I studied how to write an elevator pitch. I learned how to craft words that draw in readers. I studied how to make my thoughts better. I revised and revised again. I removed words that passed judgment. I made it my mission to write words for you, the reader. Words to encourage, help, and motivate. I refocused my stories to be less about me and what I did to be more about the strategy and how it worked and how you can do it too. I refreshed my thoughts. I regrouped and rewrote an outline. I continued to write.

So, yeah. I was discouraged at first. But I moved on.

Rejection is redirection.

Don't ever let anyone define your dreams because they told you no.

Rejection made me a better writer and led me to a divine appointment with Jacie Maslyk at a Virginia Children's Engineering Conference. Jacie is a kind, caring STEM advocate and an advocate for all kids. I only knew her through Twitter until I met her face to face at that conference in February 2020. I boldly asked her if she'd read my book proposal for EduMatch Publishing. She agreed. She provided insightful, specific feedback that made the proposal and the book better. I'm forever grateful for our encounter and her kindness.

I tweaked and tweaked the proposal based on Jacie's input. So many times, fear set in again. I almost gave up. But thankfully, I didn't. I sent the proposal to EduMatch Publishing Company in April 2020. In June 2020, I met Sarah Thomas through a video call, and I knew that we were a perfect fit. I was over-the-moon thrilled to become part of the EduMatch Author Family. I love how Sarah emphasized that we were a partnership, and one of EduMatch's missions is to amplify all voices.

I knew immediately that my rejection had been a redirection to create something more beautiful.

Grateful doesn't seem strong enough to express my gratitude to Dave and Shelley Burgess for being the catalyst to my book project dream. Thankful doesn't even come close to the overwhelming welcome I received from EduMatch Publishing Company. Their belief in me is astounding.

If I'd let fear of failure continue to dictate my life, my book Be Their Warrior wouldn't be able to be a spark of hope and help in others' lives. You wouldn't be able to hold its powerful message in your hands.

So I encourage you to overcome your fear with action and rebounding.

Get Rid of Your Fear of Failure Once and For All

  1. Define the source of your fear. You have to name it to tame it.

  2. Think of opportunities you'll miss if you let failure stop you.

  3. Choose to see failure as an incredible learning opportunity instead of the end of an experience.

  4. Think- What's the worst that can happen when you try?

  5. Focus on what you have to gain by trying.

  6. Let go of control. The need to control is stifling. Perfectionism tells you that you have to get everything in order before moving forward. Perfectionism and the need to control all outcomes are paralyzing. Let it go. Excellence is a better companion. Excellence says I'll learn new things and do my best no matter the result. Excellence extends hope to learning and improving.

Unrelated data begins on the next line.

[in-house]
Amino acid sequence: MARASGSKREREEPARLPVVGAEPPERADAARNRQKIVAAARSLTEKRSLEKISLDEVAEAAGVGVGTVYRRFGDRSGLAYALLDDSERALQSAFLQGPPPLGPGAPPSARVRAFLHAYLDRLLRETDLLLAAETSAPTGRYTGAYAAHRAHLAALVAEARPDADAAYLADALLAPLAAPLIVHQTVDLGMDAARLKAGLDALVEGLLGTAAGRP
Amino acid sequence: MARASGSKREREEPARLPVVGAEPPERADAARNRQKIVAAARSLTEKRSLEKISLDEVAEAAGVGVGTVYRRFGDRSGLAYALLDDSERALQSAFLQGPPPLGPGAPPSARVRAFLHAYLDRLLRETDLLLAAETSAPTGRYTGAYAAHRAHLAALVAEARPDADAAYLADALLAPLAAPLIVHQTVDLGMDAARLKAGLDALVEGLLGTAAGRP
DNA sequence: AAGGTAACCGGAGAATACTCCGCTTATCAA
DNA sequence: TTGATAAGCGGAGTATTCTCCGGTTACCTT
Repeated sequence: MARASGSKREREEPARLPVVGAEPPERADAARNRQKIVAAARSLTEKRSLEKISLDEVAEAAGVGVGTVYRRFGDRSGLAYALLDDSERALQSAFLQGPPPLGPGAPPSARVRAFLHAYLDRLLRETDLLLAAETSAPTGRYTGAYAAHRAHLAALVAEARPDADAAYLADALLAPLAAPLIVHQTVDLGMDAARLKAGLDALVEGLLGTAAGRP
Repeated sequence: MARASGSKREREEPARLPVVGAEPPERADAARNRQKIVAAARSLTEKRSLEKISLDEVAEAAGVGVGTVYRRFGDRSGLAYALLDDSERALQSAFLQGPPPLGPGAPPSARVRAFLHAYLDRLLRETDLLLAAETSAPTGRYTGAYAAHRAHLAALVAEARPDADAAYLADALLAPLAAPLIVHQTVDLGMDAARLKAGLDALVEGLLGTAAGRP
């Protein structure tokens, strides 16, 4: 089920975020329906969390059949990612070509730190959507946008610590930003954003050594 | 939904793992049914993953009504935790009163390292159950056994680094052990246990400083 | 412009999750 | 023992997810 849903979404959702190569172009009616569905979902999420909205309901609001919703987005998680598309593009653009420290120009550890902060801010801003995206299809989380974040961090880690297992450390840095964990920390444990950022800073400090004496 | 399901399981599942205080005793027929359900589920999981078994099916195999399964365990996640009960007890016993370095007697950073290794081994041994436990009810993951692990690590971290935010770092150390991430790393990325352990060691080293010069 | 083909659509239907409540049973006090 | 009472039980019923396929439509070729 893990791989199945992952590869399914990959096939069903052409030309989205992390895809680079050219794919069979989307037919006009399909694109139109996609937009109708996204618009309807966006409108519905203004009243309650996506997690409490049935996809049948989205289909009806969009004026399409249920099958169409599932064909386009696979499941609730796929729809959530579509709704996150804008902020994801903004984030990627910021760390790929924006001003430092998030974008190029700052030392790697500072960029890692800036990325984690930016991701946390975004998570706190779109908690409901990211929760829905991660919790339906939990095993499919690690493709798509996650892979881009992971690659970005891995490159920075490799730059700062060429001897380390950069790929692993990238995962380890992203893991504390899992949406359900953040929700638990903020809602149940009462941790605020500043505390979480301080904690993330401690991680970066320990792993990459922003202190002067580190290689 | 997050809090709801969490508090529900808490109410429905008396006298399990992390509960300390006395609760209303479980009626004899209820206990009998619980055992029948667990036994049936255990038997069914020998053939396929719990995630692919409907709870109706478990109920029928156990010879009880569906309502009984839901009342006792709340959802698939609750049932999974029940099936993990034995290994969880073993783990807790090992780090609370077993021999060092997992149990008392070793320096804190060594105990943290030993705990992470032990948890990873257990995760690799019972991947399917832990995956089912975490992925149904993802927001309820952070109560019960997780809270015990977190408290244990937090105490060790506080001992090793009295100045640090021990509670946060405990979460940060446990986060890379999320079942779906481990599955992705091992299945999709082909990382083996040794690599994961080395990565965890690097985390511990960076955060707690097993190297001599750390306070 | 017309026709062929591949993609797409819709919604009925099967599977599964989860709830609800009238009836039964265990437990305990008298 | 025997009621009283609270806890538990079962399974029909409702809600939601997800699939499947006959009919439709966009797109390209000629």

7. Realize failure is inevitable. Anyone chasing dreams fails. The difference between achieving them and ditching them is in the rebound. Try again. Try a different way. Mistakes are for learning. Failure isn't final.

I don't know how it will turn out with my new book, but I know that I'm a better writer because of this journey.


Fear of failure no longer has a grip on me.

It reminds me of the time when I was eight. I wanted to whistle like my softball coach. I wanted a whistle that commanded attention and called children. I spent every day out on my back porch spitting, blowing soundless air across my teeth, tongue, and fingers. I'd reposition my fingers and try again and again. Sometimes I blew so much air trying to create a sound. I felt dizzy. My desire to whistle was insatiable. Day after day, I'd try again.

I startled myself with a piercing whistle that caused animals to pause and point their ears one day. I did it! Now decades later, I'm the envy on the playground. I'm the only teacher that can call the children to attention with my mouth and some moving air—no plastic whistle hanging from my neck. No way. Not necessary.

Who knows, maybe one day my writing will command attention like that because I didn't give up, and I overcame my fear of failure. At a minimum, I hope my writing helps someone. So, I write.

Because I didn't quit, I'm proud to say I'm among the 0.1% of Americans who have published a book. Be Their Warrior is now available. It's packed with relatable stories and doable strategies to help all kids succeed.

"Don't let disappointment rob your passion. Be the first one back up – real passion fights through adversity.”

{Tim Tebow, 2007 Heisman Trophy winner}

I'm cheering for you.

You make a difference!


Learn about being STRONG & how to cultivate life-changing relationships with families and students in my new book. I share personal student stories and strategies for cultivating culture and community rooted in relationships. It's centered around amplifying all students' potential and unshakeable relationships that raise student achievement. Click here or the image to go to Amazon. 😃